Why learners return from study abroad (SA) with varying degrees of second language (L2) gains or differing attitudes towards the target language and culture remains an open question. This study employs theories of identity (Kinginger, 2013) and investment (Darvin & Norton, 2015; Norton Peirce, 1995) to examine the case of three learners of Spanish as they studied abroad in Spain. Interviews, journals, and language-use surveys were analyzed to understand how and why these learners’ investment in Spanish and in language learning opportunities shifted throughout their program. Pre- and post-SA speaking abilities tests in Spanish were used to measure how participants’ investments related to their L2 speaking development. The three case studies suggest that participants negotiate competing and fluctuating desires, identities, and investments that often lead to contradictory behaviors regarding their language learning and use while abroad. These opposing investments and identities stem from participants’ expectations of an idealized SA experience and their belief in the capital (Bourdieu, 1986) that Spanish may offer them back home and abroad. This study further finds that participants’ ongoing investment in learning and using Spanish relates to their L2 speaking gains post-SA.

A Transdisciplinary Approach to Examining and Confidence-Boosting the Experiences of Chinese Teachers of Chinese in Finland

With the current rise of China as a political, cultural, and economic superpower, Chinese as a foreign and second language has gained popularity worldwide. Finland is also responding to this global wave, as is reflected by the increasing number of Chinese courses in formal and informal settings in the Nordic country. Yet not all actors involved in the promotion of Chinese seem to experience instruction in the language in the same way. This study investigates how Chinese teachers of the Chinese language, who represent the majority of the ‘workforce’ for instruction in this language in Finland, perceive Chinese language education and their role in it...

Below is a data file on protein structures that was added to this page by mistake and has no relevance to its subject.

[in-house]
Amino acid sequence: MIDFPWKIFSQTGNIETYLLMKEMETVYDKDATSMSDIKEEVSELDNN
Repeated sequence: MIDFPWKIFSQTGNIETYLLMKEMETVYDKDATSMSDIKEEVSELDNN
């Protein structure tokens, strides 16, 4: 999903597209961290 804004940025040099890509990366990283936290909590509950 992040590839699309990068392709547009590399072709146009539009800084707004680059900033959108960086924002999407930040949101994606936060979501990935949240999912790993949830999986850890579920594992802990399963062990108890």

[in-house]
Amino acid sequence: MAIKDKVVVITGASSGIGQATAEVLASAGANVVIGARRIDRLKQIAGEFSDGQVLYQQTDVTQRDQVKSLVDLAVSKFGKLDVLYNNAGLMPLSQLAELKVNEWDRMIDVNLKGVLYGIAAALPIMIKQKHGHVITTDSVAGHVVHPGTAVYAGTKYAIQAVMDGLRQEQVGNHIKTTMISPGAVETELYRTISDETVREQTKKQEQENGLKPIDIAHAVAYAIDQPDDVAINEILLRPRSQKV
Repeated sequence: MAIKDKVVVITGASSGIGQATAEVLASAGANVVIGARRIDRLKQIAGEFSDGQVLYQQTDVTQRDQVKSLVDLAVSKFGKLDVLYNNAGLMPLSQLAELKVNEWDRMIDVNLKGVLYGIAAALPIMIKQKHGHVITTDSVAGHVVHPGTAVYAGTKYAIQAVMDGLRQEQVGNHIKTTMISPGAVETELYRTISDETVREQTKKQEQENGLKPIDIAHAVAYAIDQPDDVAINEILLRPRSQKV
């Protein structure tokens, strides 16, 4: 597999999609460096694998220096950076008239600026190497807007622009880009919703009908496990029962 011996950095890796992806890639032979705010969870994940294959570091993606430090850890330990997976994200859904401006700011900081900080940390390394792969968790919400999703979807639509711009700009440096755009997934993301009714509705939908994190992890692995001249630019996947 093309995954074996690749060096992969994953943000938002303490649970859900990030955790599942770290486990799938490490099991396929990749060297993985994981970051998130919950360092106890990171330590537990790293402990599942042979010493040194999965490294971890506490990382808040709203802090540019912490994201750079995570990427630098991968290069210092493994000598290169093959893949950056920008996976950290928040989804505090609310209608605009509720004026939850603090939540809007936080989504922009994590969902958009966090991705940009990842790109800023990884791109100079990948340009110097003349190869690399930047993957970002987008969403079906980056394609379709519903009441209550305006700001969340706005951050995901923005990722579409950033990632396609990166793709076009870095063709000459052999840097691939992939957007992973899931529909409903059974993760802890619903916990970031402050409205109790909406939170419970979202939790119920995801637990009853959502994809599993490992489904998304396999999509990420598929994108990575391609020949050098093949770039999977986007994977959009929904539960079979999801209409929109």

Introduction to Special Issue: Literary Translingualism: Multilingual Identity and Creativity

The guest editors introduce L2Journal readers to an emerging field of translingual literature--texts by authors using more than one language or a language other than their primary one. The diverse contributions by scholars of literary translingualism presented here contribute to multilingualism studies a unique lens of literary texts infused by multilingual creativity.

Subjectivity and Spirituality during Study Abroad: A Case Study

In this paper, we examine the case of Veronica, an American undergraduate studying abroad in Paris, whose struggles to negotiate linguistic and cultural differences highlight a deeply personal and emotional attempt to reconcile the symbolic values she assigns to her national, ethnic and imagined identities...

“I won’t talk about this here in America:” Sociocultural Context of Korean English Language Learners’ Emotion Speech in English

This article examines the relationship between language and emotion, especially drawing attention to the experiences and perspectives of second language (SL) learners. Informed by the sociocultural perspective on the construction of emotion and its representation, this study highlights the intertwined relationship among emotions, cultural contexts, perceived identities, and languages...